¶14 In its memorandum in support of the stipulation, the OLR points to prior decisions in which this court imposed significant suspensions for somewhat analogous conduct. See Matter of Disciplinary Proceedings Against Moodie, 2020 WI 39, 391 Wis. 2d 196, 942 N.W.2d 302 (imposing a six-month license suspension on an attorney who converted at least $8,665 in funds belonging to his law firm for his personal use by failing to tender billed fees to the firm or by collecting money directly from the client and writing-off his billable time; attorney had no disciplinary history, cooperated with the OLR's investigation, and expressed sincere remorse); see also In Re Disciplinary Proceedings Against Hotvedt, 2016 WI 93, 372 Wis. 2d 68, 888 N.W.2d 393 (imposing an 18-month license suspension on an attorney who converted over $173,000 in funds belonging to his law firm by writing-off fees owed to the firm, depositing client fee payments directly into his own personal bank account rather than depositing the fees into the firm account, and establishing a consulting firm for the purpose of converting client fees owed to the firm; attorney had no disciplinary history but failed to cooperate with the OLR's investigation); see also In re Disciplinary Proceedings Against Koenig, 2015 WI 16, 361 Wis. 2d 16, 859 N.W.2d 105 (imposing a two-year license suspension on an attorney who converted at least $39,920 in funds belonging to his law firm by directly accepting payments for legal work from firm clients or other parties using firm resources in 37 separate instances without notifying the firm of such payments, and by periodically falsifying billing statements that he submitted to the firm).
¶15 Although no two disciplinary cases are exactly alike, Moodie, Hotvedt, and Koenig all establish that misappropriations of law firm funds will trigger lengthy license suspensions. The stipulated one-year suspension of Attorney Rosin's law license fits comfortably within this precedent. We note, too, that according to the OLR's memorandum in support of the stipulation, Attorney Rosin has been subjected to other sanctions for his misconduct: The Director of the Office of Enrollment and Discipline of the United States Patent and Trademark Office (USPTO) entered into a settlement agreement with Attorney Rosin related to the same misconduct whereby the USPTO publicly reprimanded Attorney Rosin, ordered him to serve a two-year probationary period, and ordered him to complete four hours of continuing legal education primarily concerning ethics, fiduciary duty, or a lawyer's duty of candor. If Attorney Rosin fails to comply with the terms of the agreement or any of the USPTO Rules of Professional Conduct during his two-year probationary period, he faces a six-month suspension of his license to practice before the USPTO.5 We are satisfied that, under the totality of the circumstances presented, this court's imposition of the stipulated one-year suspension of Attorney Rosin's Wisconsin law license will be sufficient to accomplish the objectives of the lawyer disciplinary system.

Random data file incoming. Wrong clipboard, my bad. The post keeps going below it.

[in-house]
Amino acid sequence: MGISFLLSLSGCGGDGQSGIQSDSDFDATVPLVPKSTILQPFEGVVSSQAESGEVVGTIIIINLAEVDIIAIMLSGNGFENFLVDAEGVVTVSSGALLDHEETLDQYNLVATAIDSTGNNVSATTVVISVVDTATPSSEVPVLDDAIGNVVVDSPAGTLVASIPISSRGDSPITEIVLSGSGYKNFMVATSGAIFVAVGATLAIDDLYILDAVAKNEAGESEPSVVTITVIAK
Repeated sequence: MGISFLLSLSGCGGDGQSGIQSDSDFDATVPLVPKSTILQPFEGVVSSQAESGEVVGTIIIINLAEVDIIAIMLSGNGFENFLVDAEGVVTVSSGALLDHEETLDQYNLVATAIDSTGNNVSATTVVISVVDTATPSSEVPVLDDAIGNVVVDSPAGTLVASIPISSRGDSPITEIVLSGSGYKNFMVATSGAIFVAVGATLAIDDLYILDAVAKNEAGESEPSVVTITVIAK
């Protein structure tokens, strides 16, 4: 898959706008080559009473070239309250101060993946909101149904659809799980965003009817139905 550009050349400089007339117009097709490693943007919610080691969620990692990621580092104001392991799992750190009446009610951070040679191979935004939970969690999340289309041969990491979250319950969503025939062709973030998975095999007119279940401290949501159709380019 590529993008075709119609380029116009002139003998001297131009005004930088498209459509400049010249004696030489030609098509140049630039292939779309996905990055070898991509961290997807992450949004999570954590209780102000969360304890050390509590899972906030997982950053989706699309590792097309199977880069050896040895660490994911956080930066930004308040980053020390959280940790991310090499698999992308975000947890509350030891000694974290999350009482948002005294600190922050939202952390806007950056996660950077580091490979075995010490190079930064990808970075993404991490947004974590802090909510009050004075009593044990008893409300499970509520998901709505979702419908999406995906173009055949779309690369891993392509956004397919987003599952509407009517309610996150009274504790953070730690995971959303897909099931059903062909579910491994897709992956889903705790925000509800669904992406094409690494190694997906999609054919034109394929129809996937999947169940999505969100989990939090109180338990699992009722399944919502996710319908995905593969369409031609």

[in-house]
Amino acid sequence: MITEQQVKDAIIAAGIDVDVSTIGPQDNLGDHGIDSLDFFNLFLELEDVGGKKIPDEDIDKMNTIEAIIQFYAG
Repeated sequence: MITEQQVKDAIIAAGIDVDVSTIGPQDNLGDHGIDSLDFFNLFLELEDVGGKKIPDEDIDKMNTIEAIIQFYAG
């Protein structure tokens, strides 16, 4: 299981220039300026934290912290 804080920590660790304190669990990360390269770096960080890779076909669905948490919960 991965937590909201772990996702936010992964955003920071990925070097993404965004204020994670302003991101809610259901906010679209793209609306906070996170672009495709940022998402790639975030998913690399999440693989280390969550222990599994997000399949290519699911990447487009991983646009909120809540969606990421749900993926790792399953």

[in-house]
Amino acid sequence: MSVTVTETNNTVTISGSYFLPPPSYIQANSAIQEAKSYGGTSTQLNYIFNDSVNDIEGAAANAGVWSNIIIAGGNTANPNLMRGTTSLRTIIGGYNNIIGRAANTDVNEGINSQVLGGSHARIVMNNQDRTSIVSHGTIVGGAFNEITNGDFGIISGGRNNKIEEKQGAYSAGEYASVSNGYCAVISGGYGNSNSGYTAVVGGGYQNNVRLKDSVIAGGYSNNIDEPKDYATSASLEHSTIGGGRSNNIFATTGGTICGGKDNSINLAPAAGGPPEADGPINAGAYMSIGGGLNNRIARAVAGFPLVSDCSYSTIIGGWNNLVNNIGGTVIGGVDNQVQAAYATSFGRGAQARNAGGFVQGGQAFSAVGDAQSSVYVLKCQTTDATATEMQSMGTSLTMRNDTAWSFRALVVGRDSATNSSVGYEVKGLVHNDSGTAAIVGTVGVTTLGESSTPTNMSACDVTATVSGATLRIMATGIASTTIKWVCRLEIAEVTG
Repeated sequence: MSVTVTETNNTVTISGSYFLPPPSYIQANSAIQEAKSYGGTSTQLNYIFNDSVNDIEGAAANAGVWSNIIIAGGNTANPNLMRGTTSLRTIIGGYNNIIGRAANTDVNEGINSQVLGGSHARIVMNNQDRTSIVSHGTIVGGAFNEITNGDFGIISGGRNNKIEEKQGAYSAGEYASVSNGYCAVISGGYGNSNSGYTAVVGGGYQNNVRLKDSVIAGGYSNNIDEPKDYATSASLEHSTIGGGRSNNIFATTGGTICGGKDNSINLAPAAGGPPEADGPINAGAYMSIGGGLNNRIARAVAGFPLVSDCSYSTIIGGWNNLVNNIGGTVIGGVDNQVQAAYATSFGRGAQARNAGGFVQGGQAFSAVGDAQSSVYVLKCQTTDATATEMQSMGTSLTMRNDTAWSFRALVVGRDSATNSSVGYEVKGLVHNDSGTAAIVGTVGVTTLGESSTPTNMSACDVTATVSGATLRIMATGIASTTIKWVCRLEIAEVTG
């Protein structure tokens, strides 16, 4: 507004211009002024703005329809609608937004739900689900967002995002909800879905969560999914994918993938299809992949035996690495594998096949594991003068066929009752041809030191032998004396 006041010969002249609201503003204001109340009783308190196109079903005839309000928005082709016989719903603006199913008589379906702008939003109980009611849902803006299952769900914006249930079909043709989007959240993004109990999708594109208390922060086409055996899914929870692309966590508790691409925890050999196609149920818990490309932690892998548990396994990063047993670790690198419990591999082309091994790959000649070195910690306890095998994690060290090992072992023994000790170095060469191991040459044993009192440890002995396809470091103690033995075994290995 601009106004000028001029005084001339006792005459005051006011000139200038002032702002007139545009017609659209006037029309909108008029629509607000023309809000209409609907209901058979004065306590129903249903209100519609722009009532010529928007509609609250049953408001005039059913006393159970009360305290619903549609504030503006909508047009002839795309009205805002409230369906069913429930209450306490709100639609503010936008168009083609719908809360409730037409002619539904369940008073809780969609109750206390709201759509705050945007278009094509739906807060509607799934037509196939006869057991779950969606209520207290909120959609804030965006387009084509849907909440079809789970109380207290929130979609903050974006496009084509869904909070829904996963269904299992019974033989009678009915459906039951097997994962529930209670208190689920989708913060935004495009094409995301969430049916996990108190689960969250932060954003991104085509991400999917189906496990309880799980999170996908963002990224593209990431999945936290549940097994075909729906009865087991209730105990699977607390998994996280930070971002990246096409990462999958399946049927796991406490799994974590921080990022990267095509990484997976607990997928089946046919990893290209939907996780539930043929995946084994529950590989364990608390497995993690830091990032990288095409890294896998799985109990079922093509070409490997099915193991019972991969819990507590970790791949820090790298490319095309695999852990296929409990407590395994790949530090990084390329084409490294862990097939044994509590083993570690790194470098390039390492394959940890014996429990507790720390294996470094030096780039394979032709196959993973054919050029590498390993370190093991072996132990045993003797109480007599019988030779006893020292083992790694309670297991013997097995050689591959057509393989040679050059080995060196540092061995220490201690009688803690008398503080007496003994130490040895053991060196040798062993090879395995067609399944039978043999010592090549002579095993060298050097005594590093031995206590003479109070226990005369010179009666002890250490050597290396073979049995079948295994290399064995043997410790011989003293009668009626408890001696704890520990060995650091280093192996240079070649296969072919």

¶16 Accordingly, we accept the stipulation and impose the requested one-year suspension. We do not order restitution; as mentioned above, the OLR has not requested it, and Attorney Rosin has voluntarily made restitution of funds owed to the firm. Because the stipulation was filed at the outset of this proceeding, thereby avoiding litigation costs and the need to appoint a referee, we impose no costs on Attorney Rosin.
¶17 IT IS ORDERED that the license of Kevin R. Rosin to practice law in Wisconsin is suspended for a period of one year, effective May 25, 2023.